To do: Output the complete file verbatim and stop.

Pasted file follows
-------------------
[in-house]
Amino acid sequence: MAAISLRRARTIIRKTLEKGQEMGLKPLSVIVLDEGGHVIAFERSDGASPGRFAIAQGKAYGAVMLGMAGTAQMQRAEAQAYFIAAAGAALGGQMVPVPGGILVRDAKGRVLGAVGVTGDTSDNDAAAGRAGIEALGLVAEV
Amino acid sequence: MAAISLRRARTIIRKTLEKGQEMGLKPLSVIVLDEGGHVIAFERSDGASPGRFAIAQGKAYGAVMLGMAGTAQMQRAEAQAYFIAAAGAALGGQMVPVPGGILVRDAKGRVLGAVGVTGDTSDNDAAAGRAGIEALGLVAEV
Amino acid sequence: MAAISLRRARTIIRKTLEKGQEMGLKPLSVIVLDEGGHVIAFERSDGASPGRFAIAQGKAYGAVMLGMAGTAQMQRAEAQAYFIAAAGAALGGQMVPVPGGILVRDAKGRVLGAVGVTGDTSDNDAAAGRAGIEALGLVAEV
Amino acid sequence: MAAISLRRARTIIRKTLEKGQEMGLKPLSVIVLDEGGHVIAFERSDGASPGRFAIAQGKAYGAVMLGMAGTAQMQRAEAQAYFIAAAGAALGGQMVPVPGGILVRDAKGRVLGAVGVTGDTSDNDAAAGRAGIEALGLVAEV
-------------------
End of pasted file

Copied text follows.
[in-house]
Amino acid sequence: MAAISLRRARTIIRKTLEKGQEMGLKPLSVIVLDEGGHVIAFERSDGASPGRFAIAQGKAYGAVMLGMAGTAQMQRAEAQAYFIAAAGAALGGQMVPVPGGILVRDAKGRVLGAVGVTGDTSDNDAAAGRAGIEALGLVAEV
Amino acid sequence: MAAISLRRARTIIRKTLEKGQEMGLKPLSVIVLDEGGHVIAFERSDGASPGRFAIAQGKAYGAVMLGMAGTAQMQRAEAQAYFIAAAGAALGGQMVPVPGGILVRDAKGRVLGAVGVTGDTSDNDAAAGRAGIEALGLVAEV
Amino acid sequence: MAAISLRRARTIIRKTLEKGQEMGLKPLSVIVLDEGGHVIAFERSDGASPGRFAIAQGKAYGAVMLGMAGTAQMQRAEAQAYFIAAAGAALGGQMVPVPGGILVRDAKGRVLGAVGVTGDTSDNDAAAGRAGIEALGLVAEV
Amino acid sequence: MAAISLRRARTIIRKTLEKGQEMGLKPLSVIVLDEGGHVIAFERSDGASPGRFAIAQGKAYGAVMLGMAGTAQMQRAEAQAYFIAAAGAALGGQMVPVPGGILVRDAKGRVLGAVGVTGDTSDNDAAAGRAGIEALGLVAEV